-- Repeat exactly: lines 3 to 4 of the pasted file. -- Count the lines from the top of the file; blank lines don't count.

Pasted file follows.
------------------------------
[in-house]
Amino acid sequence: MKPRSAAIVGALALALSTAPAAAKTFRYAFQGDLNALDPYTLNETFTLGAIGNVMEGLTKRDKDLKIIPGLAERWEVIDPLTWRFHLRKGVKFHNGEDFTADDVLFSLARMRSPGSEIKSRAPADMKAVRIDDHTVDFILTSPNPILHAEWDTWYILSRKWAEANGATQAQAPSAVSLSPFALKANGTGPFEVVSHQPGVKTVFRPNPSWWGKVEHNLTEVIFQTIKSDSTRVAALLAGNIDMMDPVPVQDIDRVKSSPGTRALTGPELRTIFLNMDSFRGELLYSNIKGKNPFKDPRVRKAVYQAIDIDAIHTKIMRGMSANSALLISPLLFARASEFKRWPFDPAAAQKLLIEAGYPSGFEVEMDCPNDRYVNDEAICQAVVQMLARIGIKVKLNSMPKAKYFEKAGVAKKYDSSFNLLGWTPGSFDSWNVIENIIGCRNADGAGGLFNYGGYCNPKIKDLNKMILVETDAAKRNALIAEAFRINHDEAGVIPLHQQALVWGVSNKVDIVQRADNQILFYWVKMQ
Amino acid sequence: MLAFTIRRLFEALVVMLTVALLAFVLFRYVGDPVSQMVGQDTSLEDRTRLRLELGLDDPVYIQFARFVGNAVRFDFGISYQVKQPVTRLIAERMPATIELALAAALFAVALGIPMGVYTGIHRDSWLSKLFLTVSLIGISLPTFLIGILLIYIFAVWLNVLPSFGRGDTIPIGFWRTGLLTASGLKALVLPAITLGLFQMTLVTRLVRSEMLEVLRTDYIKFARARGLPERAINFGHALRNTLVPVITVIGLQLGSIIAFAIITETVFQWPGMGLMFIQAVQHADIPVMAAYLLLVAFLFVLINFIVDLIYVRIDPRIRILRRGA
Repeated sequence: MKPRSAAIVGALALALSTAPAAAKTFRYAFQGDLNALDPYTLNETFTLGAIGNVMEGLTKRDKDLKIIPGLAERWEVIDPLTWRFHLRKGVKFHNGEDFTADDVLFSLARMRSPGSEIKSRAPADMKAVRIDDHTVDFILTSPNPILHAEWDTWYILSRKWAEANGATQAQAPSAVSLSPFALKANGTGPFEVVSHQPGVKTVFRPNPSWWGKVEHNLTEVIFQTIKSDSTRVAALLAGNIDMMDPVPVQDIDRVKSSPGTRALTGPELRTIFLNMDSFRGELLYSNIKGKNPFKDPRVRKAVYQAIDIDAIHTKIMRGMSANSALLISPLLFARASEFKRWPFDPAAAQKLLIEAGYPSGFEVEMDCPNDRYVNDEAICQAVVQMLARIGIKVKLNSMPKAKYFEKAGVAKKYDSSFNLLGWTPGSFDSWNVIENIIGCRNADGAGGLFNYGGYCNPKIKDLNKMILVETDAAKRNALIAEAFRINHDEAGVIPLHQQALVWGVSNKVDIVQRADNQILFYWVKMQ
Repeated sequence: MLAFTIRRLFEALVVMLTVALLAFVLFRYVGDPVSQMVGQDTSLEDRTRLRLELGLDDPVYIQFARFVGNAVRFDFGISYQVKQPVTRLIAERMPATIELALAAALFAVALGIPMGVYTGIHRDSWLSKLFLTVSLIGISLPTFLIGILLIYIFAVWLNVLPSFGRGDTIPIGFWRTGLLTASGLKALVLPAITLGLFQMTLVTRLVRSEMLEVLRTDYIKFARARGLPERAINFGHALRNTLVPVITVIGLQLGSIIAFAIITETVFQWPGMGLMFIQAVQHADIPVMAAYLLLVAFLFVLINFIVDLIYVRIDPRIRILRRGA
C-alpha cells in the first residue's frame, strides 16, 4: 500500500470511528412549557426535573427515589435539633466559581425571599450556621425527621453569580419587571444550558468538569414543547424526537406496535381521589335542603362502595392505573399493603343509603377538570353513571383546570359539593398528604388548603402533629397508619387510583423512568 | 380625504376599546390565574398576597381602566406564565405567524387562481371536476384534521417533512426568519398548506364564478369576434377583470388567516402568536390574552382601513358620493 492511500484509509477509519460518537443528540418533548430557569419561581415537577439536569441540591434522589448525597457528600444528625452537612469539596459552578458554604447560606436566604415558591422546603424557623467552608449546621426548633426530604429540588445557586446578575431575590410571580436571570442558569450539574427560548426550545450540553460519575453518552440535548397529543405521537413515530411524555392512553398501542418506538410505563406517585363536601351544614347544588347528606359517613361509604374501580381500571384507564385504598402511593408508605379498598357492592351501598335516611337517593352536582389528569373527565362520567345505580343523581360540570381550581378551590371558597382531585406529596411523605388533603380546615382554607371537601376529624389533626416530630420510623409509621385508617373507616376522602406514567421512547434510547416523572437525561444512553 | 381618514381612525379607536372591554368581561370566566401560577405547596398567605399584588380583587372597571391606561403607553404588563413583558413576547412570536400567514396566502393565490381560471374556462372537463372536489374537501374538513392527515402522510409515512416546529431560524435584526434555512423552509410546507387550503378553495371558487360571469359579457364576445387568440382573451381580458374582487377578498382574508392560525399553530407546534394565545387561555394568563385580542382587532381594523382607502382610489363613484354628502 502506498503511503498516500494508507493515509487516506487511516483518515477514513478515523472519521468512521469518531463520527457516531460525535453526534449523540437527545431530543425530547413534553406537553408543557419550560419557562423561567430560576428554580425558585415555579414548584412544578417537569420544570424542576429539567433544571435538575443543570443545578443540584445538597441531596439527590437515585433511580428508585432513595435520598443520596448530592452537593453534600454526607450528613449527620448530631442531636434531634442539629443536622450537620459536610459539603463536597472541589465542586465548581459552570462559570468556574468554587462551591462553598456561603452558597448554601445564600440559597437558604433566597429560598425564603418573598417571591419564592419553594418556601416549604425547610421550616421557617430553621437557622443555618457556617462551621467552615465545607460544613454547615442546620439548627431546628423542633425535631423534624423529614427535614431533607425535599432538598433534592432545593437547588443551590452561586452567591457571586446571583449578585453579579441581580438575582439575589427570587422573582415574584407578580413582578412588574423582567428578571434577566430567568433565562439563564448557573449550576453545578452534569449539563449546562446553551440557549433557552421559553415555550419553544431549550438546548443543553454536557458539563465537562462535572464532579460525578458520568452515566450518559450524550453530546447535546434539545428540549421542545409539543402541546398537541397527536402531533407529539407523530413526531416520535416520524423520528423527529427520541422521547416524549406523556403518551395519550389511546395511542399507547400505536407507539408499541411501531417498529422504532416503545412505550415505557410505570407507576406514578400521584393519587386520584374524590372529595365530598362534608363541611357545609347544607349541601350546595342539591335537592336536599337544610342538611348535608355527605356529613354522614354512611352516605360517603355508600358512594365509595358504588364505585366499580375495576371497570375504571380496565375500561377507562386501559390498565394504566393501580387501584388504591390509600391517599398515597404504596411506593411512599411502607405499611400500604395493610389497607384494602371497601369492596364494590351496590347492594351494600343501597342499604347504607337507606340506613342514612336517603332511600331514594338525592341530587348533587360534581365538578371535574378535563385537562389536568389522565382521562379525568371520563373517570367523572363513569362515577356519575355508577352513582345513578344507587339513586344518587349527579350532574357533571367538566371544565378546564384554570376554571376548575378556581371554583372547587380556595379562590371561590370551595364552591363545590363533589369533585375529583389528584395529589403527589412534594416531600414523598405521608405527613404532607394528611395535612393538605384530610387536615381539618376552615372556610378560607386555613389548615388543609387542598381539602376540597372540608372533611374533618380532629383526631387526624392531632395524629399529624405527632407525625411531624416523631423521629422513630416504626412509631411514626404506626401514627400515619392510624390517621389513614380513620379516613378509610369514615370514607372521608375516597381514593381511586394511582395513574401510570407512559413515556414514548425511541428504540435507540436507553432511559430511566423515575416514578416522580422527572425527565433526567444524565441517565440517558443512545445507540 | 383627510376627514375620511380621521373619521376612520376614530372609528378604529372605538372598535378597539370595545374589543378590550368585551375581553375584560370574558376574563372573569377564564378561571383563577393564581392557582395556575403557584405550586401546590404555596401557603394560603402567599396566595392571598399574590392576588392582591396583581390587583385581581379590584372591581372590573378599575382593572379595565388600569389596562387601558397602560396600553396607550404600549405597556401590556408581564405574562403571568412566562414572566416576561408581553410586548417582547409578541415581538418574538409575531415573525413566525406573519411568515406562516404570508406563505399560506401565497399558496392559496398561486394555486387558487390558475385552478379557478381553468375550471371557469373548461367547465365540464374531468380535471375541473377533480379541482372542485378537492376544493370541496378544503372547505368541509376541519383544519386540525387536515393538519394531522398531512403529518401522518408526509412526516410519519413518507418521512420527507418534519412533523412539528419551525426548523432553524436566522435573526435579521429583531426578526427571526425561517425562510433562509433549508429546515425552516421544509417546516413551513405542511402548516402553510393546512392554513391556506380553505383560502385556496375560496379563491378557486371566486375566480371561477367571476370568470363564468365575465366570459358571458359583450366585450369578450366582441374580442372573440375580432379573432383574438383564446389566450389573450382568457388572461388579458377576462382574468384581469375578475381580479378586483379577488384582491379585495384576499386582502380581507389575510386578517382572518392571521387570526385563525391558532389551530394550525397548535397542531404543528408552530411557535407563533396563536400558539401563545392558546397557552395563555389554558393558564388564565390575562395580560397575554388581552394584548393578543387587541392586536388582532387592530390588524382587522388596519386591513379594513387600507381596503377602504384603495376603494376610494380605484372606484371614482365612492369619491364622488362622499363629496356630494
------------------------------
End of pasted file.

Amino acid sequence: MLAFTIRRLFEALVVMLTVALLAFVLFRYVGDPVSQMVGQDTSLEDRTRLRLELGLDDPVYIQFARFVGNAVRFDFGISYQVKQPVTRLIAERMPATIELALAAALFAVALGIPMGVYTGIHRDSWLSKLFLTVSLIGISLPTFLIGILLIYIFAVWLNVLPSFGRGDTIPIGFWRTGLLTASGLKALVLPAITLGLFQMTLVTRLVRSEMLEVLRTDYIKFARARGLPERAINFGHALRNTLVPVITVIGLQLGSIIAFAIITETVFQWPGMGLMFIQAVQHADIPVMAAYLLLVAFLFVLINFIVDLIYVRIDPRIRILRRGA
Repeated sequence: MKPRSAAIVGALALALSTAPAAAKTFRYAFQGDLNALDPYTLNETFTLGAIGNVMEGLTKRDKDLKIIPGLAERWEVIDPLTWRFHLRKGVKFHNGEDFTADDVLFSLARMRSPGSEIKSRAPADMKAVRIDDHTVDFILTSPNPILHAEWDTWYILSRKWAEANGATQAQAPSAVSLSPFALKANGTGPFEVVSHQPGVKTVFRPNPSWWGKVEHNLTEVIFQTIKSDSTRVAALLAGNIDMMDPVPVQDIDRVKSSPGTRALTGPELRTIFLNMDSFRGELLYSNIKGKNPFKDPRVRKAVYQAIDIDAIHTKIMRGMSANSALLISPLLFARASEFKRWPFDPAAAQKLLIEAGYPSGFEVEMDCPNDRYVNDEAICQAVVQMLARIGIKVKLNSMPKAKYFEKAGVAKKYDSSFNLLGWTPGSFDSWNVIENIIGCRNADGAGGLFNYGGYCNPKIKDLNKMILVETDAAKRNALIAEAFRINHDEAGVIPLHQQALVWGVSNKVDIVQRADNQILFYWVKMQ